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About DoodleWoods

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  1. DoodleWoods

    Can't decide between a KTM 300 XC and 300 XCW

    Ditto, I have a 2015 250 XC-W and found the transmission to be really useless in the tight mountain singletrack I love. So I geared it down from the stock 13/50 to a 12/52 and am really happy with the change. I can keep it in second and third now with a lot more power at the rear wheel, so it's much easier to climb and loft the front wheel over rocks and logs. The only downside is that it's just a bit harder to keep the front end down on really steep climbs, but anyways, that sure beats stalling! The already low first is now officially a power wheelie gear...hopefully now I can actually learn how to ride one...
  2. DoodleWoods

    Can't decide between a KTM 300 XC and 300 XCW

    Sorry for your loss, hope all is well enough.. Assuming it's a 300 since those are more popular, the Kelley Blue Book retail price can be found here: http://www.kbb.com/motorcycles/ktm/300-xc-w/2013/?pricetype=retail To summarize, it would sell for $5,380 at a dealership, so you should be able to get that from a private party. The trade in value is here: http://www.kbb.com/motorcycles/ktm/300-xc-w/2013/?pricetype=trade-in In case you want to trade it in for a something more manageable, like the new Beta 125RR-S, and hit the trails in his memory. Best of luck.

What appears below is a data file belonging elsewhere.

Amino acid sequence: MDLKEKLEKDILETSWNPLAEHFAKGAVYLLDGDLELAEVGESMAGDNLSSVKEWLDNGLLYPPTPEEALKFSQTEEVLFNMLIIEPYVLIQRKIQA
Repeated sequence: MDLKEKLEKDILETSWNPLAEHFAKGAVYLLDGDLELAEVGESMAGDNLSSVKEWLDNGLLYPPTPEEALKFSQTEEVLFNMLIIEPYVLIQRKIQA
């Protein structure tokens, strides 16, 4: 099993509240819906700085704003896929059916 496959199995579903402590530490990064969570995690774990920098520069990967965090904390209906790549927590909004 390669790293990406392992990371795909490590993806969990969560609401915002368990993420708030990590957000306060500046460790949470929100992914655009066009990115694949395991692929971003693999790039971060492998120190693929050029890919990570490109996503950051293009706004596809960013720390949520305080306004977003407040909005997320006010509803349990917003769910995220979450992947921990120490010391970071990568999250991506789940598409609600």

3. DoodleWoods

    What do you eat before a race?

    I have a bigger than usual bowl of cereal before a long ride, and I never have cereal with anything but almond or soy milk. I had an egg sandwich before an xc mtb race once and didn't go well. I think it's important to just do what your body is used too, bit I could and should certainly eat healthier! Vegetable omelet seems pretty reasonable and hopefully I'll switch from cereal soon.